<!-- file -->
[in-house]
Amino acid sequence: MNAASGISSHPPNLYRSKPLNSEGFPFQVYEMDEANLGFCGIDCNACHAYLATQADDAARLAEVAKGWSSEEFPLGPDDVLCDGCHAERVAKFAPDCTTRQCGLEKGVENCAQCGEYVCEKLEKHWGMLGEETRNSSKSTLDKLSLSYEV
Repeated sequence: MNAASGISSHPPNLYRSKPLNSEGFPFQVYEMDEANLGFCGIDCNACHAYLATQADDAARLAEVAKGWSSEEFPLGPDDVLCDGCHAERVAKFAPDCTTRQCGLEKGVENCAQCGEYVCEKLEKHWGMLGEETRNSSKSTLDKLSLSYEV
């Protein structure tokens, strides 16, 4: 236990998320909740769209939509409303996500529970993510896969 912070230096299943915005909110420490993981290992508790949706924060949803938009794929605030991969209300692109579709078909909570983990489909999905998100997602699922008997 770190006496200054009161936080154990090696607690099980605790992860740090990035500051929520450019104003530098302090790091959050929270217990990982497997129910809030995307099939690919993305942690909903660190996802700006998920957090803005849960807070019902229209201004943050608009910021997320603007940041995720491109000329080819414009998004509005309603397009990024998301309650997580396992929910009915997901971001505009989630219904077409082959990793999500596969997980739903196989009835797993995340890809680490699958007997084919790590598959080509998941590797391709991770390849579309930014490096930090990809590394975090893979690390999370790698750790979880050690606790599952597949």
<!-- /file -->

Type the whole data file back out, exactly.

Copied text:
[in-house]
Amino acid sequence: MNAASGISSHPPNLYRSKPLNSEGFPFQVYEMDEANLGFCGIDCNACHAYLATQADDAARLAEVAKGWSSEEFPLGPDDVLCDGCHAERVAKFAPDCTTRQCGLEKGVENCAQCGEYVCEKLEKHWGMLGEETRNSSKSTLDKLSLSYEV
Repeated sequence: MNAASGISSHPPNLYRSKPLNSEGFPFQVYEMDEANLGFCGIDCNACHAYLATQADDAARLAEVAKGWSSEEFPLGPDDVLCDGCHAERVAKFAPDCTTRQCGLEKGVENCAQCGEYVCEKLEKHWGMLGEETRNSSKSTLDKLSLSYEV
């Protein structure tokens, strides 16, 4: 236990998320909740769209939509409303996500529970993510896969 912070230096299943915005909110420490993981290992508790949706924060949803938009794929605030991969209300692109579709078909909570983990489909999905998100997602699922008997 770190006496200054009161936080154990090696607690099980605790992860740090990035500051929520450019104003530098302090790091959050929270217990990982497997129910809030995307099939690919993305942690909903660190996802700006998920957090803005849960807070019902229209201004943050608009910021997320603007940041995720491109000329080819414009998004509005309603397009990024998301309650997580396992929910009915997901971001505009989630219904077409082959990793999500596969997980739903196989009835797993995340890809680490699958007997084919790590598959080509998941590797391709991770390849579309930014490096930090990809590394975090893979690390999370790698750790979880050690606790599952597949």